Elkana would go up to Shilo four times a year, three times because of a Torah obligation and once that he voluntarily accepted upon himself. And when people went up with him on the journey, they would come and spend the night in the town square, and they would gather men and women separately… And the town would be excited. And they would ask them: Where are you going? And they would say: To the house of God in Shilo from which Torah, mitzvot, and good deeds issue forth. And you, why don't you come with us? We will go together! Immediately, their eyes filled with tears and they said to them: We will go up with you! And the way that he went up one year he would not go up the next year, but rather he would go another way, until all of Israel went up [to Shilo]. And Elkana would tip the scale in Israel's favor, and he taught them mitzvot, and the community benefited because of him.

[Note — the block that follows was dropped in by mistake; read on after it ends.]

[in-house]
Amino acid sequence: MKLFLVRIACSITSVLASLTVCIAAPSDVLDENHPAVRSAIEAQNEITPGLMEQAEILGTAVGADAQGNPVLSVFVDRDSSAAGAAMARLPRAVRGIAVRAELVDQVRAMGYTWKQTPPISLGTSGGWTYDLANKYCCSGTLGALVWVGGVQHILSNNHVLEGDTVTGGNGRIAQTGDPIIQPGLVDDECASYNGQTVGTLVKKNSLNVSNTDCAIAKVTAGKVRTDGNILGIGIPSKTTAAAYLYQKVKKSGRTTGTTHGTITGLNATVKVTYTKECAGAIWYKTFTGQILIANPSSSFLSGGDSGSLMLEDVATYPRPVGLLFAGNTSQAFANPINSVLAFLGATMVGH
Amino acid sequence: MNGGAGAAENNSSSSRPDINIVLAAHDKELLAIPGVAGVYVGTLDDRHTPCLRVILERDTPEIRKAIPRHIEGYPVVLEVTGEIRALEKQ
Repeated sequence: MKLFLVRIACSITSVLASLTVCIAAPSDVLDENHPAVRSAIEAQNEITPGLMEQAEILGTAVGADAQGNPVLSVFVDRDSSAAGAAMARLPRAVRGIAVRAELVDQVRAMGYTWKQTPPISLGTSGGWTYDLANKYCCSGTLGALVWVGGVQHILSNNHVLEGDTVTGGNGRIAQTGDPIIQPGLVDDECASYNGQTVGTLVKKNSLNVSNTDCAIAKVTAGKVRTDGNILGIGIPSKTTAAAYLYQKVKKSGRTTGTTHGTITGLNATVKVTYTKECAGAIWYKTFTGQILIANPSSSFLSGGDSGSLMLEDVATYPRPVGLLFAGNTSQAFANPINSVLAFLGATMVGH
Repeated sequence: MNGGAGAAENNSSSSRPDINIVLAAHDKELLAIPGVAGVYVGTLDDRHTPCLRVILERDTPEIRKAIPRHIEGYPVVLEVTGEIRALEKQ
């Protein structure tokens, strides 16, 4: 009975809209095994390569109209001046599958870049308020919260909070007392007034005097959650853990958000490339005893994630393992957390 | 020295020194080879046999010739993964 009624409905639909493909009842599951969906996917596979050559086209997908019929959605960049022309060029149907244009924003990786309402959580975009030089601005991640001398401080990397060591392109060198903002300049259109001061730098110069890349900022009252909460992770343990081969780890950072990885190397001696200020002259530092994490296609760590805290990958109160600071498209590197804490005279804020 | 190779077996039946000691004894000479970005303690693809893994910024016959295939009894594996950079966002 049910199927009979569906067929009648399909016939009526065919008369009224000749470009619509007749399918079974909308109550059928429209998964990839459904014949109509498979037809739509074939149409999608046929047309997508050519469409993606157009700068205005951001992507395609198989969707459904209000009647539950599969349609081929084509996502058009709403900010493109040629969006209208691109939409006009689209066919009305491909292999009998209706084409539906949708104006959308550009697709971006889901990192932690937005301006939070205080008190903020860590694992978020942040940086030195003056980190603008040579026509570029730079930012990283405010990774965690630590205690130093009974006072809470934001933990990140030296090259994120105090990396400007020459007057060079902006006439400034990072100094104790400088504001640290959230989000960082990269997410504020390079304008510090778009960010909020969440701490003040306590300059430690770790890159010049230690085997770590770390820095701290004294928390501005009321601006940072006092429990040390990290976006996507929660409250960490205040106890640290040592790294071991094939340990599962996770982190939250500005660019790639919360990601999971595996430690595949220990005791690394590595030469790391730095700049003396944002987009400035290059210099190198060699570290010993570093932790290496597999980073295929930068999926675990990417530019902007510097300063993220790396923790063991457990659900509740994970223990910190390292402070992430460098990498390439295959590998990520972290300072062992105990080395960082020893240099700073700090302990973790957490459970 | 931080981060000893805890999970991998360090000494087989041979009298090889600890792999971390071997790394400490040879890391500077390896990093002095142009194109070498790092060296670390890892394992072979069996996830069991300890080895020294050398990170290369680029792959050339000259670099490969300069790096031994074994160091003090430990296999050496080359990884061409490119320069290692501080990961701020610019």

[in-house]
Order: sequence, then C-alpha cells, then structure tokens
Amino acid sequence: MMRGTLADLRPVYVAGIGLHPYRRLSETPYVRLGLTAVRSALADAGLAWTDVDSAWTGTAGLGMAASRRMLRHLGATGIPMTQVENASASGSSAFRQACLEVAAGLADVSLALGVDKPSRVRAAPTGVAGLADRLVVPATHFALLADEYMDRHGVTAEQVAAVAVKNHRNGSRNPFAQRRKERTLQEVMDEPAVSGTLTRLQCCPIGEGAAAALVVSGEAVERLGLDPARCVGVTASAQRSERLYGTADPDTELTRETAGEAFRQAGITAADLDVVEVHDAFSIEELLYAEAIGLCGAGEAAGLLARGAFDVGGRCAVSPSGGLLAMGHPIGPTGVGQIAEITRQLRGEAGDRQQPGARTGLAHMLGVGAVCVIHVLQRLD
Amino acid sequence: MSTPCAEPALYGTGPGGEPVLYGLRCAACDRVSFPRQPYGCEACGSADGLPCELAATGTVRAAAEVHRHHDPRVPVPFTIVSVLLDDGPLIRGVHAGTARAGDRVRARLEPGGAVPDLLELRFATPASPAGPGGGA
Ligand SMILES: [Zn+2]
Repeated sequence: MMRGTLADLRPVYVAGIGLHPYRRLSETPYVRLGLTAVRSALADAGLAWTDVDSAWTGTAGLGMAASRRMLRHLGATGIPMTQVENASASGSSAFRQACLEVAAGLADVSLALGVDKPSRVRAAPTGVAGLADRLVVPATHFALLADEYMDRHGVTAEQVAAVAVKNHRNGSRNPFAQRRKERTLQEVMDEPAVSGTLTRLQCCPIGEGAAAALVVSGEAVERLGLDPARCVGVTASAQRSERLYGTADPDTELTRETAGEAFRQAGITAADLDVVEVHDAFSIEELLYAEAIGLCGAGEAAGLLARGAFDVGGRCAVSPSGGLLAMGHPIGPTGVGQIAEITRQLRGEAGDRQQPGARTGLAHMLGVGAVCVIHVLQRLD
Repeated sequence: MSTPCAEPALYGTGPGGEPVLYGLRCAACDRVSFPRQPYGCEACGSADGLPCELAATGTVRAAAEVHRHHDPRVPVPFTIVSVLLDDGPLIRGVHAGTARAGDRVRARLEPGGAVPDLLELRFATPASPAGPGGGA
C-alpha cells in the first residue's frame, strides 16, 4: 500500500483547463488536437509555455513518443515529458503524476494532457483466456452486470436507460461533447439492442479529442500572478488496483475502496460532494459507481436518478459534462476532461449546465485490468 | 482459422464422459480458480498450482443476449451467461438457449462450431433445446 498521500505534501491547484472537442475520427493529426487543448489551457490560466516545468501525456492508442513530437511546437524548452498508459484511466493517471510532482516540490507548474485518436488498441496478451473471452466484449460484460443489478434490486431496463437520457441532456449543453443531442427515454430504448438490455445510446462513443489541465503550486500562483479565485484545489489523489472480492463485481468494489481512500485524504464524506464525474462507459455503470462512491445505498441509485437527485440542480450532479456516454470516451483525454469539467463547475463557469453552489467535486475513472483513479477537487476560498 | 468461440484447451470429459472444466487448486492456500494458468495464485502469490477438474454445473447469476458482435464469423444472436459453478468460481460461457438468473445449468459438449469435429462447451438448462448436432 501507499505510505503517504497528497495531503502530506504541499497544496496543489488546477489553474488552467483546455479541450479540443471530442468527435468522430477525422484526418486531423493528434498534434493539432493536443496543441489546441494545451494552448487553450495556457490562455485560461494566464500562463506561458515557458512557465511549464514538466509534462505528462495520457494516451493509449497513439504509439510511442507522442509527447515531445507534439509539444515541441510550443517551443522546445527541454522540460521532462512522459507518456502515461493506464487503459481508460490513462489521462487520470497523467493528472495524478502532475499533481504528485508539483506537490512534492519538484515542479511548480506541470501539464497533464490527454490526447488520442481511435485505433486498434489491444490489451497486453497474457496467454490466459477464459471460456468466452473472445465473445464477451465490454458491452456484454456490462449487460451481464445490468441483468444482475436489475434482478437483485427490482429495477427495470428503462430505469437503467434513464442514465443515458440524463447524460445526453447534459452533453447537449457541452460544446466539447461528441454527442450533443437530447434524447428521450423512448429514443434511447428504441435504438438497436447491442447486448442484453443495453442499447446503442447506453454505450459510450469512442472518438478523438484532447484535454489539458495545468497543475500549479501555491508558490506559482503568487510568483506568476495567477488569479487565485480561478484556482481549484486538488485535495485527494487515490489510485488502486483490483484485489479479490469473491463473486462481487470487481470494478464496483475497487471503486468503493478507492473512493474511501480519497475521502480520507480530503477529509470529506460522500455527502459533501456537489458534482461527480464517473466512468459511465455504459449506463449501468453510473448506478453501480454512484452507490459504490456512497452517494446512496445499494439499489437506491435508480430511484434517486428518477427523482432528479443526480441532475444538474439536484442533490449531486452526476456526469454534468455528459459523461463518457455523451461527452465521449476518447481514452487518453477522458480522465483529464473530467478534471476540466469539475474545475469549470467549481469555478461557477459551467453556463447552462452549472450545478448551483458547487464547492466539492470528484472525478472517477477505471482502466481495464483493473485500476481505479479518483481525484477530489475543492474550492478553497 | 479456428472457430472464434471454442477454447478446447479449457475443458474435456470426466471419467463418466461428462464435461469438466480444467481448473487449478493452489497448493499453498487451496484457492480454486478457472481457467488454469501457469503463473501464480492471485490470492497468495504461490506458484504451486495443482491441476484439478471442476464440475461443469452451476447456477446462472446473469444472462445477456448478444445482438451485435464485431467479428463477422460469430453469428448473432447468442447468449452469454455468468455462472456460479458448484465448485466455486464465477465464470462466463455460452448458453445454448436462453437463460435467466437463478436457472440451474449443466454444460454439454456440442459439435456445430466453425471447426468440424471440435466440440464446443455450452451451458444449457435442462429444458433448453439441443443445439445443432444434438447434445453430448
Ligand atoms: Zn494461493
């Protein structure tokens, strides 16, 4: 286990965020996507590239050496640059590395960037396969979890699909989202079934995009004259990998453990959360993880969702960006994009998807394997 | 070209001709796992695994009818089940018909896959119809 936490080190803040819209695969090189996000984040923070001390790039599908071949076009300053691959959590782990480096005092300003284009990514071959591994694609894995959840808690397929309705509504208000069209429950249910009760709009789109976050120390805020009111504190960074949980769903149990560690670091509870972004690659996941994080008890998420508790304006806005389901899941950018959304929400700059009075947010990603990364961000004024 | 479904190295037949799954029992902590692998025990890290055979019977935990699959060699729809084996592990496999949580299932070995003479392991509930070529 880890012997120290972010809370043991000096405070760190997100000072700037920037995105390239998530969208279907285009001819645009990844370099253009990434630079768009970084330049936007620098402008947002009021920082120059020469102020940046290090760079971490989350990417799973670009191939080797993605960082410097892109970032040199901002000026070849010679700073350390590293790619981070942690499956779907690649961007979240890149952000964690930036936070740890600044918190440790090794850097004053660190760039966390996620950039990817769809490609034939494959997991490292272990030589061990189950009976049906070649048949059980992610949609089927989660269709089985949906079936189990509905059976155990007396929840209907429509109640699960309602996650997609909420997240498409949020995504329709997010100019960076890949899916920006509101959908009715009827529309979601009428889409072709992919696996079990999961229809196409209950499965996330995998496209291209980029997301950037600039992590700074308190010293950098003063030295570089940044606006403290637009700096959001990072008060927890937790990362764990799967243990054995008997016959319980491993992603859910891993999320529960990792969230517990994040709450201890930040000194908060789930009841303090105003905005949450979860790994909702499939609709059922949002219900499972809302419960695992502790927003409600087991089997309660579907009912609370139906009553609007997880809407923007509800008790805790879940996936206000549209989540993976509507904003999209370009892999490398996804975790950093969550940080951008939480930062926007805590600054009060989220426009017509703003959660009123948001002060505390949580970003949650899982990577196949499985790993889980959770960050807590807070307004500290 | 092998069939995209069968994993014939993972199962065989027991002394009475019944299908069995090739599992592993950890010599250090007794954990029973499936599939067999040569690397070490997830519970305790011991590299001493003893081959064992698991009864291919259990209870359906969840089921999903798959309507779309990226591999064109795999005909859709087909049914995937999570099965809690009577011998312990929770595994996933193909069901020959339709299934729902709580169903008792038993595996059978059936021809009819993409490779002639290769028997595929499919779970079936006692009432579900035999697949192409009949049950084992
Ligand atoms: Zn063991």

The Midrash describes Elkana's impressive initiative that involved convincing the people of Israel to join him on his pilgrimage to Shilo. The very existence of this effort proves how novel this pilgrimage was and how rare it was for people to go up to Shilo.

 

To summarize, in the book of Yehoshua, before the period of the Judges, the Mishkan in Shilo occupied a central place in all public gatherings that took place before the Lord. Later, at the beginning of the period covered by the book of Shemuel, Chazal describe Elkana's grand enterprise of returning the people of Israel to the Mishkan in Shilo. Between the end of the book of Yehoshua and the beginning of the book of Shemuel, a period of over three hundred years, there is no substantive reference to the Mishkan in Shilo.

 

Why was the Mishkan in Shilo so insignificant during the period of the Judges?

 

Why didn't the people visit the Mishkan in Shilo, either as individuals or as a community, during the entire period of the Judges? We may suggest the following explanations: